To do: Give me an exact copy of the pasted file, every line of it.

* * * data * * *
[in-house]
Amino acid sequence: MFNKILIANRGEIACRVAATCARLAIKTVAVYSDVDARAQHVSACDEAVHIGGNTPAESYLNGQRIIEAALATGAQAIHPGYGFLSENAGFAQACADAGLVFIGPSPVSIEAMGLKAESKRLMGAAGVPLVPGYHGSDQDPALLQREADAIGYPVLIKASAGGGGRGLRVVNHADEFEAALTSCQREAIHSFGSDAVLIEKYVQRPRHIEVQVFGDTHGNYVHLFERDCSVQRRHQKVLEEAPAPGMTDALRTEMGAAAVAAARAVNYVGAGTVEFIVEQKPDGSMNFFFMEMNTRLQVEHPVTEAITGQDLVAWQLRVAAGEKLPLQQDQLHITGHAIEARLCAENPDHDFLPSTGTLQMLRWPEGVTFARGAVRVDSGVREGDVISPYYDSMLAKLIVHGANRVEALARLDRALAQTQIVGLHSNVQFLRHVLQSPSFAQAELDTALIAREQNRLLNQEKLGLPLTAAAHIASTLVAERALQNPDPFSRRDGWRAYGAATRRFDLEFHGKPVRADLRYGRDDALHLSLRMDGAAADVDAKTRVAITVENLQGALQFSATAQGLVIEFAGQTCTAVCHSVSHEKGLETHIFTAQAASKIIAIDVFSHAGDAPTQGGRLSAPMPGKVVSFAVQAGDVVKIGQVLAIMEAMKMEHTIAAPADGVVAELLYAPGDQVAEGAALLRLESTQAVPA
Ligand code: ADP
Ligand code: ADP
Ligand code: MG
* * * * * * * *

[in-house]
Amino acid sequence: MFNKILIANRGEIACRVAATCARLAIKTVAVYSDVDARAQHVSACDEAVHIGGNTPAESYLNGQRIIEAALATGAQAIHPGYGFLSENAGFAQACADAGLVFIGPSPVSIEAMGLKAESKRLMGAAGVPLVPGYHGSDQDPALLQREADAIGYPVLIKASAGGGGRGLRVVNHADEFEAALTSCQREAIHSFGSDAVLIEKYVQRPRHIEVQVFGDTHGNYVHLFERDCSVQRRHQKVLEEAPAPGMTDALRTEMGAAAVAAARAVNYVGAGTVEFIVEQKPDGSMNFFFMEMNTRLQVEHPVTEAITGQDLVAWQLRVAAGEKLPLQQDQLHITGHAIEARLCAENPDHDFLPSTGTLQMLRWPEGVTFARGAVRVDSGVREGDVISPYYDSMLAKLIVHGANRVEALARLDRALAQTQIVGLHSNVQFLRHVLQSPSFAQAELDTALIAREQNRLLNQEKLGLPLTAAAHIASTLVAERALQNPDPFSRRDGWRAYGAATRRFDLEFHGKPVRADLRYGRDDALHLSLRMDGAAADVDAKTRVAITVENLQGALQFSATAQGLVIEFAGQTCTAVCHSVSHEKGLETHIFTAQAASKIIAIDVFSHAGDAPTQGGRLSAPMPGKVVSFAVQAGDVVKIGQVLAIMEAMKMEHTIAAPADGVVAELLYAPGDQVAEGAALLRLESTQAVPA
Ligand code: ADP
Ligand code: ADP
Ligand code: MG